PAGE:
Only God knows what Benedict sacrificed

Presidential Blog by Dr. Gerry Turcotte, President and Vice-Chancellor at St. Mark’s and Corpus Christi College, University of British Columbia

The passing of Pope Emeritus Benedict XVI on Dec. 31, 2022 marks a sad close to a tumultuous year, and the end to his life-long commitment to the Catholic Church.

For many he will be remembered as the only pope in over 600 years to retire from office but as most know, his legacy is much more than this. Benedict was a true scholar, protector of the faith in form and content, and an advocate for a compelling faith life that confronted rather than glossed over the complexities of our times.

As is so often the case, the former pope was an introvert — often called the Reluctant Pope — who was thrust into arguably the most public office on the planet, and he conducted his business with the seriousness of a German scholar and theologian, who had the heart of a loving parish priest.

Joseph Aloisius Ratzinger was ordained a priest (together with his brother Georg) in 1951, which led him both to chaplaincy and to academic studies. Indeed, the former pope was known as an intellectual — Vancouver Archbishop J. Michael Miller rightly called him “one of the finest Christian minds of modern times” — and spent many years in academia, as a professor at the University of Bonn and Munich among others, and eventually as Vice President of the University of Regensburg.

Perhaps his greatest impact before the papacy itself however, was through the many years of specific service to the Church itself, as Archbishop of Munich and Freising, as Cardinal and in critical Vatican roles, none, arguably, as influential as Prefect of the Congregation for the Doctrine of the Faith which he led for 25 years. There he presided over some of the most controversial issues the Church has ever had to face, from the sex abuse crisis to the Church’s position on homosexuality and the ordination of women. Described as a liberal in his early years, Benedict came to be known as a conservative leader incensed at what he saw as the “aggressive secularization” of our times.

Perhaps because of his background, Benedict XVI was understandably a supporter of Catholic education in general, and of Catholic higher education in particular. In April 2008, in an address at the Catholic University of America, he began his talk quoting the words of Isaiah, repeated by St. Paul, “How beautiful are the footsteps of those who bring good news,” as the opening to his message on “the nature and identity of Catholic education today.” As Benedict made clear, “God’s revelation offers every generation the opportunity to discover the ultimate truth about its own life goal and history. The task is never easy; it involves the entire Christian community and motivates each generation of Christian educators to ensure that the power of God’s truth permeates every dimension of the institutions they serve.”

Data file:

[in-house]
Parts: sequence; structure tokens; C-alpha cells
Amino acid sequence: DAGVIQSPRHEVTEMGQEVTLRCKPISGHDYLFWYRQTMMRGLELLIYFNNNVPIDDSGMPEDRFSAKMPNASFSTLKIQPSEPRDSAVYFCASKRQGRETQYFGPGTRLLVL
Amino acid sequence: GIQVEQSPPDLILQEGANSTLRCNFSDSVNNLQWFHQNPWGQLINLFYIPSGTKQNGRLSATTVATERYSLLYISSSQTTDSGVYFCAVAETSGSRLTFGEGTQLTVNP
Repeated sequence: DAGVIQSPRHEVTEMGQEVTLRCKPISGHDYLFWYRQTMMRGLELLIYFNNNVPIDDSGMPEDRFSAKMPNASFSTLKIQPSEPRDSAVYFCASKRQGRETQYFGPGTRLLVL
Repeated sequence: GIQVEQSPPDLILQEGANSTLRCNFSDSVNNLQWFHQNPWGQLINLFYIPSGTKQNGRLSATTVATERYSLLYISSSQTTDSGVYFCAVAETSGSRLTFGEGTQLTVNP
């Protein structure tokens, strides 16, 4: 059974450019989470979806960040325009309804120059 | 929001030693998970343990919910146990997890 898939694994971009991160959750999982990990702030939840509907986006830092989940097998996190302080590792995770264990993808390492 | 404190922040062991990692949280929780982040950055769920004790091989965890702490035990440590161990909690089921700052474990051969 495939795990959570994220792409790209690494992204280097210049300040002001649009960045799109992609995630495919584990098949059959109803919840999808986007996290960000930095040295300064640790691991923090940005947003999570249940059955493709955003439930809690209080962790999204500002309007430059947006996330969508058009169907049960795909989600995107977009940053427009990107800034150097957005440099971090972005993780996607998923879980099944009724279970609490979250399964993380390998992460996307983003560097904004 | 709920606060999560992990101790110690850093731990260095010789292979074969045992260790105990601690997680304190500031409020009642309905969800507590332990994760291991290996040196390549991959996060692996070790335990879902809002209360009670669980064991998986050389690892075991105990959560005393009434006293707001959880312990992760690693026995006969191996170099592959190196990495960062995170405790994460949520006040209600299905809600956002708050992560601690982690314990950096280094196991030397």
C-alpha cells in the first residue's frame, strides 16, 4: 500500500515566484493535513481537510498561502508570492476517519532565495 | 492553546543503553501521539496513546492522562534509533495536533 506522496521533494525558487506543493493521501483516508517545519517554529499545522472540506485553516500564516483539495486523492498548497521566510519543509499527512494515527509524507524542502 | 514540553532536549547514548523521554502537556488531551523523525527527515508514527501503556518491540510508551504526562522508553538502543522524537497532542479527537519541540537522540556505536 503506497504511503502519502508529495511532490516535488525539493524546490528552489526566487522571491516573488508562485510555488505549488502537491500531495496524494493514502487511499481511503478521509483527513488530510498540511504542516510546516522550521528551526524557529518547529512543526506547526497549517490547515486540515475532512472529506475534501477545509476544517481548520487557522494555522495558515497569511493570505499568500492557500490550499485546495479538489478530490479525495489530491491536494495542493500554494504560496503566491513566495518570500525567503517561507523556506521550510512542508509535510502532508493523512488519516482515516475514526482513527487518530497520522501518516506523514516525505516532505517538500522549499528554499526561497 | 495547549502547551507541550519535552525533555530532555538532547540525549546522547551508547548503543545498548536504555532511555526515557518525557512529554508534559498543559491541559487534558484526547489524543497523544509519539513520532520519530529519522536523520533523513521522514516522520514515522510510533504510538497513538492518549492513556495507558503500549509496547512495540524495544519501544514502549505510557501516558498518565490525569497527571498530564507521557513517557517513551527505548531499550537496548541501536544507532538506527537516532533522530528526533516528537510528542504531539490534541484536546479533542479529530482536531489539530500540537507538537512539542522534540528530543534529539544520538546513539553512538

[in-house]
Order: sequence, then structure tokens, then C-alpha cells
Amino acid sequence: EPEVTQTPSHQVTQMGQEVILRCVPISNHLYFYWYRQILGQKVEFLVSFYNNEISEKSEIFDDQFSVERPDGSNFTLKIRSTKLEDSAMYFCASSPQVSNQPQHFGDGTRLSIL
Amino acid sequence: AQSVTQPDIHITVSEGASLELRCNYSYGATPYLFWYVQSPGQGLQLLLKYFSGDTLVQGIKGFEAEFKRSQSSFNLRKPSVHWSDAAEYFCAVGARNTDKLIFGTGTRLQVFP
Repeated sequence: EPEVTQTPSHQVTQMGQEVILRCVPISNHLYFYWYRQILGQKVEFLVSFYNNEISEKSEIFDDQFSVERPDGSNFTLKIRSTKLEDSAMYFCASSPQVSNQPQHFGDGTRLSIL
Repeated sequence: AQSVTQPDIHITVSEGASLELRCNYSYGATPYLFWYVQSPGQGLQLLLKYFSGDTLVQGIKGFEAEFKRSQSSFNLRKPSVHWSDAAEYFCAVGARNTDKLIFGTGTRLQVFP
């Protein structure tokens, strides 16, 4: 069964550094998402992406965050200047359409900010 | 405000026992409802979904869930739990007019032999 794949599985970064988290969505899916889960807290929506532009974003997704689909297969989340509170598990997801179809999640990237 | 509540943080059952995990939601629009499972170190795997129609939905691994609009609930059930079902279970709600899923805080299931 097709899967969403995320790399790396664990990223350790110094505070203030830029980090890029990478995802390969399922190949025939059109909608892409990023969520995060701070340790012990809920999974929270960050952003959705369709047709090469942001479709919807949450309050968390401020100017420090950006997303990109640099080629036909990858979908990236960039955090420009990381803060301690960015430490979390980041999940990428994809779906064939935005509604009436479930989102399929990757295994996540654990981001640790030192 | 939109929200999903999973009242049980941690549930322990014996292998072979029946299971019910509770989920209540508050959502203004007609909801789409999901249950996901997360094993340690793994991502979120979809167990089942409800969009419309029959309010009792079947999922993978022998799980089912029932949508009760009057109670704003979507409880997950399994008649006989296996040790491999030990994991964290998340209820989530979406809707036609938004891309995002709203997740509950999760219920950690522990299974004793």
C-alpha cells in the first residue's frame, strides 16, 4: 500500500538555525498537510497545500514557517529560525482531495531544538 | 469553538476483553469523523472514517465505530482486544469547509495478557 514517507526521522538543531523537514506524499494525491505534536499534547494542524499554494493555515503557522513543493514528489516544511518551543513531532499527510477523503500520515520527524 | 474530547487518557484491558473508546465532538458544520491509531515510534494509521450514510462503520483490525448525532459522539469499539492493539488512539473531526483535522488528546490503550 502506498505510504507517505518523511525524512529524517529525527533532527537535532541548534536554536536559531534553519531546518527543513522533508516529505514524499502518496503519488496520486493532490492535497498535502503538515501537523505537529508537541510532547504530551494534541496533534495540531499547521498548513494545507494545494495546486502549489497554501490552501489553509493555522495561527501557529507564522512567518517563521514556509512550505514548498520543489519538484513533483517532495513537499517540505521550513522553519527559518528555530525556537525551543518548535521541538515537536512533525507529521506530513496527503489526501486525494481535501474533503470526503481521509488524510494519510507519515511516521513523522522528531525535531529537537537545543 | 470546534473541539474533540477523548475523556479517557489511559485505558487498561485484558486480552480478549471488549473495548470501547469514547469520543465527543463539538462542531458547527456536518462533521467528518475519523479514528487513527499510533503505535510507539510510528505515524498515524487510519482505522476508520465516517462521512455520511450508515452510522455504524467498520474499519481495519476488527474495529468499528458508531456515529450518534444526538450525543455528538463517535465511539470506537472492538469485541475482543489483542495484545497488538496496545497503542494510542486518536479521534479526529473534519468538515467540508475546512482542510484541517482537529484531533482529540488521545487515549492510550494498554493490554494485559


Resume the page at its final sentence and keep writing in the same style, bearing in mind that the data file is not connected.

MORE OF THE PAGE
This was certainly true of the institution he served and loved — the Church writ large — and he understood that he was its true champion. It was his sense that he did not have the physical and intellectual strength left to continue to fight for this cause at the highest level that led to his decision to resign from office in February 2013. It was one of many firsts: the first German in 1,000 years to be pope; the oldest man to become pope (he was 78); the first pope to meet with victims of sexual abuse in the Church; the first to canonize a First Nations’ saint for North America (Kateri Tekakwitha); and of course, the first to retire since Pope Gregory XII in 1415. And now, for the first time in the modern age, a living Pope will preside over the funeral of a retired Pope.

Pope Francis will doubtless expand on the words he issued in St. Peter’s Basilica on New Year’s Eve: “We feel in our hearts so much gratitude: gratitude to God for having given him to the Church and to the world; only God knows the value and strength of his intercession, of his sacrifices offered for the good of the Church.”

Pope Emeritus Benedict was known by many names — the Reluctant Pope, God’s Rottweiler, the Pope of aesthetics — but the title that perhaps best fits him was coined by historian Anthony Grafton: “the greatest scholar to rule the Church since Innocent III.”

Rest in Peace, Pope Emeritus Benedict XVI, your legacy will be gratefully remembered.


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